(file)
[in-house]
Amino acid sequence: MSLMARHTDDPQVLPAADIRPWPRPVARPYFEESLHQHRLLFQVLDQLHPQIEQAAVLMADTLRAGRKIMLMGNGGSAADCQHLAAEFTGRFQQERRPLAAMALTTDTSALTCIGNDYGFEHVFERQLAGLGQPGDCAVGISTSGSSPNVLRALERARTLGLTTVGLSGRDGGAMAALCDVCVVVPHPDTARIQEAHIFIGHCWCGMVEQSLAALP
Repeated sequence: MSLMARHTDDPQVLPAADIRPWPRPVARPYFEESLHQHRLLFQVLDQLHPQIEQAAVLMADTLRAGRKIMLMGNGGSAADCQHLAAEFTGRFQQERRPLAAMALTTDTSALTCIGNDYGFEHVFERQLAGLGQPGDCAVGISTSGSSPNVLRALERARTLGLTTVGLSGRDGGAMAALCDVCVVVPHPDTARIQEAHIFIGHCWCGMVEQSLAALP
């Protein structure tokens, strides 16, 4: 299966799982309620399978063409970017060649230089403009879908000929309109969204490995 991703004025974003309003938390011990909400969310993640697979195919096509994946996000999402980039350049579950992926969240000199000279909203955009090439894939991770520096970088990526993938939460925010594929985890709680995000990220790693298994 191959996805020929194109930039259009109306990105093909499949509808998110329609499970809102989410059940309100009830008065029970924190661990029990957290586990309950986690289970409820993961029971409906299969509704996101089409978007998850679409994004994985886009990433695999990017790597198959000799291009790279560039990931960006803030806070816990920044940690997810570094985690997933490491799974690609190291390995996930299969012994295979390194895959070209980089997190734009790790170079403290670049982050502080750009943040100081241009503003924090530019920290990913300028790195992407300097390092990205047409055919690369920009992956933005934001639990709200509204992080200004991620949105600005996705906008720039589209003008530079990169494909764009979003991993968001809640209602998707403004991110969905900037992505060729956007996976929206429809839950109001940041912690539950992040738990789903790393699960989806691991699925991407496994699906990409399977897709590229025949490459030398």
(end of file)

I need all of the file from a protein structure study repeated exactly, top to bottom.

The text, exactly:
[in-house]
Amino acid sequence: MSLMARHTDDPQVLPAADIRPWPRPVARPYFEESLHQHRLLFQVLDQLHPQIEQAAVLMADTLRAGRKIMLMGNGGSAADCQHLAAEFTGRFQQERRPLAAMALTTDTSALTCIGNDYGFEHVFERQLAGLGQPGDCAVGISTSGSSPNVLRALERARTLGLTTVGLSGRDGGAMAALCDVCVVVPHPDTARIQEAHIFIGHCWCGMVEQSLAALP
Repeated sequence: MSLMARHTDDPQVLPAADIRPWPRPVARPYFEESLHQHRLLFQVLDQLHPQIEQAAVLMADTLRAGRKIMLMGNGGSAADCQHLAAEFTGRFQQERRPLAAMALTTDTSALTCIGNDYGFEHVFERQLAGLGQPGDCAVGISTSGSSPNVLRALERARTLGLTTVGLSGRDGGAMAALCDVCVVVPHPDTARIQEAHIFIGHCWCGMVEQSLAALP
């Protein structure tokens, strides 16, 4: 299966799982309620399978063409970017060649230089403009879908000929309109969204490995 991703004025974003309003938390011990909400969310993640697979195919096509994946996000999402980039350049579950992926969240000199000279909203955009090439894939991770520096970088990526993938939460925010594929985890709680995000990220790693298994 191959996805020929194109930039259009109306990105093909499949509808998110329609499970809102989410059940309100009830008065029970924190661990029990957290586990309950986690289970409820993961029971409906299969509704996101089409978007998850679409994004994985886009990433695999990017790597198959000799291009790279560039990931960006803030806070816990920044940690997810570094985690997933490491799974690609190291390995996930299969012994295979390194895959070209980089997190734009790790170079403290670049982050502080750009943040100081241009503003924090530019920290990913300028790195992407300097390092990205047409055919690369920009992956933005934001639990709200509204992080200004991620949105600005996705906008720039589209003008530079990169494909764009979003991993968001809640209602998707403004991110969905900037992505060729956007996976929206429809839950109001940041912690539950992040738990789903790393699960989806691991699925991407496994699906990409399977897709590229025949490459030398």